Kevin Spacey as Frank Underwood
House of Cards
A lush, acidic exploration of power in Washington 
[released on February 1, 2013]

If what the producers wanted was a political drama with plenty of shock value to force audiences to sit up and pay attention, that in fact, is what they got. A fictional foray into the world of political power struggles, this show, with its robust acting performances and engaging plots, is not only a breath of fresh air, it might also have redefined the genre. In this engrossing spectacle, Kevin Spacey as Frank Underwood, a Majority Whip cozened out of his dream job of Secretary of State and poised for revenge, gives his ‘all’ to the role and soars. Playing Claire Underwood, his wife, accomplice, and rival, Robin Wright soars along with him. Their gaping cynicism strikes a familiar chord in the audience considering current political realities in the country and against the backdrop of the ongoing real-life controversies in the White House. The sham duo, peeling away the layers of their political madness one step at a time and with delicate cruelty, know of every secret in politics and are hell-bent on betraying them all to attain the presidency. The show is an unusual take on politics. Not only are the performances pristine, but the production is also gorgeous, original, and boasts first-rate talents.
Kevin Spacey & Robin Wright
In the final season, sadly, Frank Underwood, one of the most legendary characters ever portrayed on a TV show is absent, and it’s a struggle for Claire alone to ride the unicycle and maintain the equilibrium. That’s because in past seasons, the Frank  & Claire counterpoise balanced the intricacies of the show. But now, it’s Claire’s turn, and with her commanding presence, Robin Wright makes it count.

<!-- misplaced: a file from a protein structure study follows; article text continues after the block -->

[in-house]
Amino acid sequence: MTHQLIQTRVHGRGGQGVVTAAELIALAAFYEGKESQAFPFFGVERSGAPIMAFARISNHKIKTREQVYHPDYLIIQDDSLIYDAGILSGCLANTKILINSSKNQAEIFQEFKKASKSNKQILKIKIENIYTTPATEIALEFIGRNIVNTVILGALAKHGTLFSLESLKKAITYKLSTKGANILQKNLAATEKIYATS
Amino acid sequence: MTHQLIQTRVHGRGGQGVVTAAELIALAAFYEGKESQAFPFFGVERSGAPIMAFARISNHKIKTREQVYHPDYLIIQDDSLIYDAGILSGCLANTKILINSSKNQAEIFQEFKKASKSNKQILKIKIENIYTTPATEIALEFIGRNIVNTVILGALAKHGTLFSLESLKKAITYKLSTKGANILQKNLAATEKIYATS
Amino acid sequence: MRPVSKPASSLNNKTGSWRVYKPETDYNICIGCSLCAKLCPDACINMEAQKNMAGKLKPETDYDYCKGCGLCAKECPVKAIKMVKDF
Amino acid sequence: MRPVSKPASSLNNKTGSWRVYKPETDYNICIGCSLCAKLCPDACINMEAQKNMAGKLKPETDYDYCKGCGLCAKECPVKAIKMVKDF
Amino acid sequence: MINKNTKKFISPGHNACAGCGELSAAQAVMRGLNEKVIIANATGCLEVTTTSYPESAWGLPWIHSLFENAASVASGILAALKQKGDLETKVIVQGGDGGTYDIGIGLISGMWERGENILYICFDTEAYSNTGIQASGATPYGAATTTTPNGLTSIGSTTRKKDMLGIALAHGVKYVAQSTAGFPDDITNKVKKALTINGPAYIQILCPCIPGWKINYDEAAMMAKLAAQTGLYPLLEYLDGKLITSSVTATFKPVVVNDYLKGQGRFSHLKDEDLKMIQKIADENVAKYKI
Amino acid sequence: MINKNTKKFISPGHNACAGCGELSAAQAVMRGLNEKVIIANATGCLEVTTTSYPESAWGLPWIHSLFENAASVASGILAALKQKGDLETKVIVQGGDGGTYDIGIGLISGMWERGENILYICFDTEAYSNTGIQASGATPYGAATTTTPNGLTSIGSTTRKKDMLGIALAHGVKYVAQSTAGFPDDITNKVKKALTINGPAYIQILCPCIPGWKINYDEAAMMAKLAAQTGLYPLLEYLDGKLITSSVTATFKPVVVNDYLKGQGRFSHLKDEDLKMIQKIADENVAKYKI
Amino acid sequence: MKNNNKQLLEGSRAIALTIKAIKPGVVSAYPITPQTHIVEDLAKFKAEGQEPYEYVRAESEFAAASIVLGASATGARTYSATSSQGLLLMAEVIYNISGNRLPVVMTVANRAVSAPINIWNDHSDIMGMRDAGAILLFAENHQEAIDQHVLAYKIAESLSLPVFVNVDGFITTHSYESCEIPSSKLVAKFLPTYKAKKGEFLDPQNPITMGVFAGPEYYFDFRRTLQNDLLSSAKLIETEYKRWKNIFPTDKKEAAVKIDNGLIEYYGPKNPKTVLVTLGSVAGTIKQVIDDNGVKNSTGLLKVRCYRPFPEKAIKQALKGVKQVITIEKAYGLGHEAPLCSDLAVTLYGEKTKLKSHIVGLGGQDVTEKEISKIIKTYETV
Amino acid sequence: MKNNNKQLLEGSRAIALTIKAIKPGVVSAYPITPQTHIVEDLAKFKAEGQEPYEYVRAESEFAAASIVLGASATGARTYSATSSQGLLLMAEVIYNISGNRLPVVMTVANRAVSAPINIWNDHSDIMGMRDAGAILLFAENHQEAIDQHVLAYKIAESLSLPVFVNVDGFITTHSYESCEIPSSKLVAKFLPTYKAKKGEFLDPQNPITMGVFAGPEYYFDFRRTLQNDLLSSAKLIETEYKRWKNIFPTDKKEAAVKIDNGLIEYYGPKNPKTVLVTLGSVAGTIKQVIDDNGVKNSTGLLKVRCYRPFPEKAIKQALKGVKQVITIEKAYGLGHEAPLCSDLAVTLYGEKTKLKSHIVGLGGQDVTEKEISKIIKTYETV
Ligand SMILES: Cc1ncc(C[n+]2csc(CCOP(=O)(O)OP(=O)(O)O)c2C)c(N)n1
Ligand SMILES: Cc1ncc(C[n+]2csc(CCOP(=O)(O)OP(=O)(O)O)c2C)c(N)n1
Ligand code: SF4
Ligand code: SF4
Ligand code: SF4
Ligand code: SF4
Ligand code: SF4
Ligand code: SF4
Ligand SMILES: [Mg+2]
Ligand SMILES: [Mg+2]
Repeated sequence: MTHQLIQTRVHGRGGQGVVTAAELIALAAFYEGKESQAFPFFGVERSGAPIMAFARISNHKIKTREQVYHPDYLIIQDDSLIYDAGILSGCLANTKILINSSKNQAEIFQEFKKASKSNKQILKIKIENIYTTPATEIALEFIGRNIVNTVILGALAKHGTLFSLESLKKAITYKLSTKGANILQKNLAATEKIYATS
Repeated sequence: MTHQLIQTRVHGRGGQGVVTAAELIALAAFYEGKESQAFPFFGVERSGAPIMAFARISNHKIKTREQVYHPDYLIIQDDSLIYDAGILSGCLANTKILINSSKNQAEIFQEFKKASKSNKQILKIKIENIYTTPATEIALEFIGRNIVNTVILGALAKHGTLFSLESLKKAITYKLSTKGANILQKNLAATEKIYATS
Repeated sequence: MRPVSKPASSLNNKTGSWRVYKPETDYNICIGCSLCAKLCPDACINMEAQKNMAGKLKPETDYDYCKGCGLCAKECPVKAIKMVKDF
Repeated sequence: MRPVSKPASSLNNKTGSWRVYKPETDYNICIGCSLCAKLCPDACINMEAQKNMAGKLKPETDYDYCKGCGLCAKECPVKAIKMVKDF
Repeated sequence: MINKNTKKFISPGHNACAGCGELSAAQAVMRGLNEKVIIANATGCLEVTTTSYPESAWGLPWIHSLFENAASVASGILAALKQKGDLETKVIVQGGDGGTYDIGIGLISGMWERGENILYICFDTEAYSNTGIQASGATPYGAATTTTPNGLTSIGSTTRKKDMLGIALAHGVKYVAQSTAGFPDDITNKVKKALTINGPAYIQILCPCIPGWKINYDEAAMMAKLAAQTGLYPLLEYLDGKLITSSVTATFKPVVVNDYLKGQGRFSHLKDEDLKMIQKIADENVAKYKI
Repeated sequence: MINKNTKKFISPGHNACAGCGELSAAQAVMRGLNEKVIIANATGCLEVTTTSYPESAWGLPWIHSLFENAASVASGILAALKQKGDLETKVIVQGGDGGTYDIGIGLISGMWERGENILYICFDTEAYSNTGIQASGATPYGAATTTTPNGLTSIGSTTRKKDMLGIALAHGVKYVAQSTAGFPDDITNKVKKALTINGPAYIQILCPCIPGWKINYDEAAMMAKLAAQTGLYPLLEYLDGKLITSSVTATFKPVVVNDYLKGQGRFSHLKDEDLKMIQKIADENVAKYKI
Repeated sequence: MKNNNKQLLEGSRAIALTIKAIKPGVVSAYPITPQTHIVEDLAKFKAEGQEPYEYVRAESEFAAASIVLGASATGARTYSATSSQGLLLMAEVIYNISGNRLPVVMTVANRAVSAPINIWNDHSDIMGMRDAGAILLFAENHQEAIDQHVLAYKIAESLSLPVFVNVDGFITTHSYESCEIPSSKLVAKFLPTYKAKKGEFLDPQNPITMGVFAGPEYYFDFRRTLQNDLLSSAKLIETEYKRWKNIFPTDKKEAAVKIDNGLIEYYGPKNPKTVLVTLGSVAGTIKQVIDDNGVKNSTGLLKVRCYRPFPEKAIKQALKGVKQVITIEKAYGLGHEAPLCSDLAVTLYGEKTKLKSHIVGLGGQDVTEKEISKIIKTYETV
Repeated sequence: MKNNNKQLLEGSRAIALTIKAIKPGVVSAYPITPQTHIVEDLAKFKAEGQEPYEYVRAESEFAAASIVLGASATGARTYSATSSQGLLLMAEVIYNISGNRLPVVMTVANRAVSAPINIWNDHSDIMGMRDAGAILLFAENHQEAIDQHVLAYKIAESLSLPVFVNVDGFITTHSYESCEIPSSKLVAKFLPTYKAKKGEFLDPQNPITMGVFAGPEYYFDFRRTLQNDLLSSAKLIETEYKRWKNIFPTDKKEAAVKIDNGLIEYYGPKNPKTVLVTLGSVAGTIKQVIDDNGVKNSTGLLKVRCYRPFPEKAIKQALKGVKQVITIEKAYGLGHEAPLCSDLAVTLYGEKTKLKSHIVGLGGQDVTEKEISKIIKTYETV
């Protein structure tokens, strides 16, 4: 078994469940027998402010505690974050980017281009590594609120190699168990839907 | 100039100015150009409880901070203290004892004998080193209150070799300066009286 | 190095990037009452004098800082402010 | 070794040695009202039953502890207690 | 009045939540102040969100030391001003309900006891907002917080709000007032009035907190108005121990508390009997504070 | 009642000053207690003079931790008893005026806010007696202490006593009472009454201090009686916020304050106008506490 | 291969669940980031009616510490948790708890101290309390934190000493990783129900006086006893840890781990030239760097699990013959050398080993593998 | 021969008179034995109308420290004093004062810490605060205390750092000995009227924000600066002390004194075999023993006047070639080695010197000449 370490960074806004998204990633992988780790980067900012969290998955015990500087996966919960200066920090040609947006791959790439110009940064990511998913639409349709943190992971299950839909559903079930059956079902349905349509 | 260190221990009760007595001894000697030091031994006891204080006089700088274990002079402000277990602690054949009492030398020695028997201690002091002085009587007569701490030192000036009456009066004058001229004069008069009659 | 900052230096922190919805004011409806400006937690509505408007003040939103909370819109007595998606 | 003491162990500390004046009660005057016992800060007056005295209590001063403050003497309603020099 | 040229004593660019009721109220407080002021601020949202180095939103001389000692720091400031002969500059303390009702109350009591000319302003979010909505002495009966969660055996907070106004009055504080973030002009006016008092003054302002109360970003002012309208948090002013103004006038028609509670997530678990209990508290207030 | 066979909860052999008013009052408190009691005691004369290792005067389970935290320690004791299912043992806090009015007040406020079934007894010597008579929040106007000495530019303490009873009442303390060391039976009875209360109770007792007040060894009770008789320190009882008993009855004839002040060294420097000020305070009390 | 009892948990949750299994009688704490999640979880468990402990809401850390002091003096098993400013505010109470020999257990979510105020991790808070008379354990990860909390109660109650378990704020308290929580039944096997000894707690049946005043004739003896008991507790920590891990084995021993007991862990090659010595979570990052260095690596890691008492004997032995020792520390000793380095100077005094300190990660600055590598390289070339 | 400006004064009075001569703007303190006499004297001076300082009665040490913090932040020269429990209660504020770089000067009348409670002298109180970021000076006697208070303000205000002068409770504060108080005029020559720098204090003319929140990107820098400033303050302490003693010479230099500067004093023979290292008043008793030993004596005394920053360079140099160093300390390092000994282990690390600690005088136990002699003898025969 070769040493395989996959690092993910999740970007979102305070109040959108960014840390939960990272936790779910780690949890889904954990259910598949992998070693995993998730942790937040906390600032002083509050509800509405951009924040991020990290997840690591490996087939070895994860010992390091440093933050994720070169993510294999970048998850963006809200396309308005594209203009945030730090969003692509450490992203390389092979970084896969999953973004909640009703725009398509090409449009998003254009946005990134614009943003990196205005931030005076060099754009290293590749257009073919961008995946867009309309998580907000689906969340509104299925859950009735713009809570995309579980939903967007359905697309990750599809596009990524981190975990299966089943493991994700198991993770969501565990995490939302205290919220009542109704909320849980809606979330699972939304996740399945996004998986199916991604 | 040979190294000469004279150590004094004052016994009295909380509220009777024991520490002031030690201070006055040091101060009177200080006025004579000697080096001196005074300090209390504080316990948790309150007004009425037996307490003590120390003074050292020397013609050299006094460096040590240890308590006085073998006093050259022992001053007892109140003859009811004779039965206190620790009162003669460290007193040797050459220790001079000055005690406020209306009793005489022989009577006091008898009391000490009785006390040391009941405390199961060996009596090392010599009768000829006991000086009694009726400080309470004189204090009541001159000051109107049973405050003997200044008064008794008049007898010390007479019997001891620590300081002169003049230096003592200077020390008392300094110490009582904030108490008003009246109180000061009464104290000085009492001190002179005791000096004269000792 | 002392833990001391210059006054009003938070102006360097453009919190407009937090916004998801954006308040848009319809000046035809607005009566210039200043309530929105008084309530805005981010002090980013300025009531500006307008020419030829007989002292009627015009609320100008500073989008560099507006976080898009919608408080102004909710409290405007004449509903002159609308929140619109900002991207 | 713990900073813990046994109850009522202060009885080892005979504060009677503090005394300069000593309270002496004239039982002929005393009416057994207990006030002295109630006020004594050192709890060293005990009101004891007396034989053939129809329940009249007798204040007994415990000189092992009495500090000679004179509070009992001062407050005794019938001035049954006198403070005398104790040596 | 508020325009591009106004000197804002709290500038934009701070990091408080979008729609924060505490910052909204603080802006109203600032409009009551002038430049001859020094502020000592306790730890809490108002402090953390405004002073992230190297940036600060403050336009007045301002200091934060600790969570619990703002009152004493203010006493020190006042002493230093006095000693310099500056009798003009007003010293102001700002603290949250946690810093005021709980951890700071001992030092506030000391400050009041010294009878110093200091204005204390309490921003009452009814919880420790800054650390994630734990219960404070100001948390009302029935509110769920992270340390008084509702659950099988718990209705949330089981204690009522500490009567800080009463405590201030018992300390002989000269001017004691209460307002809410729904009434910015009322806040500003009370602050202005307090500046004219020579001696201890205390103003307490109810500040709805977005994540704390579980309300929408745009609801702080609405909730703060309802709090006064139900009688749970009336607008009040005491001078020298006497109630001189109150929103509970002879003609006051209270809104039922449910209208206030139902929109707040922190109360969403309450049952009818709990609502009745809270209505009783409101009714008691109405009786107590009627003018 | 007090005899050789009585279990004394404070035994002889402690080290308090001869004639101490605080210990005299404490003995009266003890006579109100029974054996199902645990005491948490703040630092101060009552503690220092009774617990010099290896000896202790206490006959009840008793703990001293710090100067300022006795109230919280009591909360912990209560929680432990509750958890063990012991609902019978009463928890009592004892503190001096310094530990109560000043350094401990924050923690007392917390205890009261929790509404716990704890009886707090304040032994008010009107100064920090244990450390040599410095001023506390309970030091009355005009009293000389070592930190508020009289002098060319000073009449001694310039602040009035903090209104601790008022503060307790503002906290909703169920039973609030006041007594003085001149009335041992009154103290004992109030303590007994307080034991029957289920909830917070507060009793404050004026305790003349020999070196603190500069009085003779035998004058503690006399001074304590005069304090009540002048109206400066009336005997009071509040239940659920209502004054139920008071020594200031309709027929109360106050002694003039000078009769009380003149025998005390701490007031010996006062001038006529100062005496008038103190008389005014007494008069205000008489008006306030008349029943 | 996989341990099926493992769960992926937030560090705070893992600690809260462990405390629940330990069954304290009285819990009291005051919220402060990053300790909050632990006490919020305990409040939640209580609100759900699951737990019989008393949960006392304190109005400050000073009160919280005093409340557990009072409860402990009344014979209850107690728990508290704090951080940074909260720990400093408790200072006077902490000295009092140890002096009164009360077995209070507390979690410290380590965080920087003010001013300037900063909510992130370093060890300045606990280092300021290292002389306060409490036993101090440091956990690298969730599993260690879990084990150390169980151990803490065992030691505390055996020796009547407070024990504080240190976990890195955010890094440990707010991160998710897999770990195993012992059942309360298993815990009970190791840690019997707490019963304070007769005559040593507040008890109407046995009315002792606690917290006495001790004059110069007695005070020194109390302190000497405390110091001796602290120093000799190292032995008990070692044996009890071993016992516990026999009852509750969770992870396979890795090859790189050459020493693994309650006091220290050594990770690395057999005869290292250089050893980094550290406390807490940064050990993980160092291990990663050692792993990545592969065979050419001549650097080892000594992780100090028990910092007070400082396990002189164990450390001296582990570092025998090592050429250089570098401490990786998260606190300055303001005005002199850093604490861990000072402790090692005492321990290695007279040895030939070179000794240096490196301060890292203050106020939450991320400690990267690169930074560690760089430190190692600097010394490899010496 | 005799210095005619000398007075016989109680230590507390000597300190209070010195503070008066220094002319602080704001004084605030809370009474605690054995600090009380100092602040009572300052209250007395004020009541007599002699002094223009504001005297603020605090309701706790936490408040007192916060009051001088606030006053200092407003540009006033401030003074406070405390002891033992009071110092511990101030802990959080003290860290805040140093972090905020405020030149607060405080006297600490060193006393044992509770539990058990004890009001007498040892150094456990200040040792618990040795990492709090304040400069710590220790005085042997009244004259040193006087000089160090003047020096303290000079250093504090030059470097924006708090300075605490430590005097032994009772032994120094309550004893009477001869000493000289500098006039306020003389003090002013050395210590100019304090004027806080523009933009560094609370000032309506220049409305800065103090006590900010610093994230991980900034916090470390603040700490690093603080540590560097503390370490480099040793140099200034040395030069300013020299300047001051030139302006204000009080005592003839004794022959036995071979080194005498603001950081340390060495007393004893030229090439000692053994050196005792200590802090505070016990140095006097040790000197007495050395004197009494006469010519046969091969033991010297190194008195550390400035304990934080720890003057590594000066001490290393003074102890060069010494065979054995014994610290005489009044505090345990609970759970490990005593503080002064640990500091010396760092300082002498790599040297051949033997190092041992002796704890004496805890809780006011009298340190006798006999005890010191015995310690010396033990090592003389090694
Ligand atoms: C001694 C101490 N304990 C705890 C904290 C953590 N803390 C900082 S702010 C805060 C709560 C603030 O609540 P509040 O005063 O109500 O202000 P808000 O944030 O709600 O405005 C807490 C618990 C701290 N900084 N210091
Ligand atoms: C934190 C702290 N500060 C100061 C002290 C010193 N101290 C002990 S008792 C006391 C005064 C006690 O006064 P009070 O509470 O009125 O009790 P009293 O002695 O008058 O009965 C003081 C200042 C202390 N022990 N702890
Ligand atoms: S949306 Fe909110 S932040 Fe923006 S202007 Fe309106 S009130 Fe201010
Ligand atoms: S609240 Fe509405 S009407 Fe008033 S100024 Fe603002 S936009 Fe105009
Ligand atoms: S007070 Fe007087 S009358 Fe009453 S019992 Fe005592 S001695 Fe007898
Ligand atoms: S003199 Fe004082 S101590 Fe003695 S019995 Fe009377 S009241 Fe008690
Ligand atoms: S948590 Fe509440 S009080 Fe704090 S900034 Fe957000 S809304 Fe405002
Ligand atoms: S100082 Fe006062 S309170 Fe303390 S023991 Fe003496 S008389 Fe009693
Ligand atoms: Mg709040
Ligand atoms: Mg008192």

Elisabeth Moss as Offred
Handmaid’s Tale
A haunting & vivid depiction of a dystopian world 
[released on April 26, 2017]

Few TV shows have raised the bar for what the small screen can accomplish even in the middle of its golden era quite like this one. An engrossing adaptation of Margaret Atwood’s novel of the same title, the story is as significant today as it was during the era of Puritanism from which it drew its inspiration, and is difficult to watch but impossible to ignore. It details a
Joseph Fiennes & Yvonne Strahovski as 
Fred Waterford & Serena Joy
dystopian vision of the near future in which the United States becomes a fundamental theocracy based on the Bible and the few women whose fertility has not been compromised by environmental pollution are forced into sexual servitude for the purpose of childbearing. It is both chilling and terrific, and because of the current realities in the world, also timely; it would be understandable if its audience views it as 
cautionary. Elisabeth Moss as Offred, a fertile maiden assigned to Commander Fred Waterford and his wife, Serena Joy looms large on the screen in a blood-red robe and a white cap that partially conceals her face, putting her acting prowess on display in every scene. 
Offred with other handmaids

The show, firmly anchored in her outstanding central performance, often takes the audience on a sadistic ride through her life in touching flashbacks as she, like all the other maidens, awaits her turn to be inseminated. A fictional tale steeped in realistic possibilities, the show is as brilliant as it is terrifying.

Matt Smith, Claire Foy, Vanessa Kirby
The Crown
A lavish reenactment of powerful historical affairs
 [released on November 4, 2016]

In this romanticized history of British royalty, a 25-year-old Princess, crowned Queen Elizabeth II is catapulted to global prominence. And, just like William Shakespeare said, “Uneasy lies the head that wears the crown,” she faces the daunting task of leading the world’s most renowned monarchy and forging a relationship with the domineering Prime Minister Winston Churchill. Not only was the first season of the show worthy of its grand subject, but in a way, it also felt like the TV equivalent of a long drive through the English countryside. 

Olivia Coleman as Queen in Season 2
In season two, though Olivia Coleman replaced Claire Foy as Queen Elizabeth II, the show remained a top-notch production with impeccable craftmanship, lavish cinematography, and sterling performances. Buttressed by verifiable historical facts and some of the century's most powerful events that still resonate today, The Crown ticks all the boxes of a royal classic.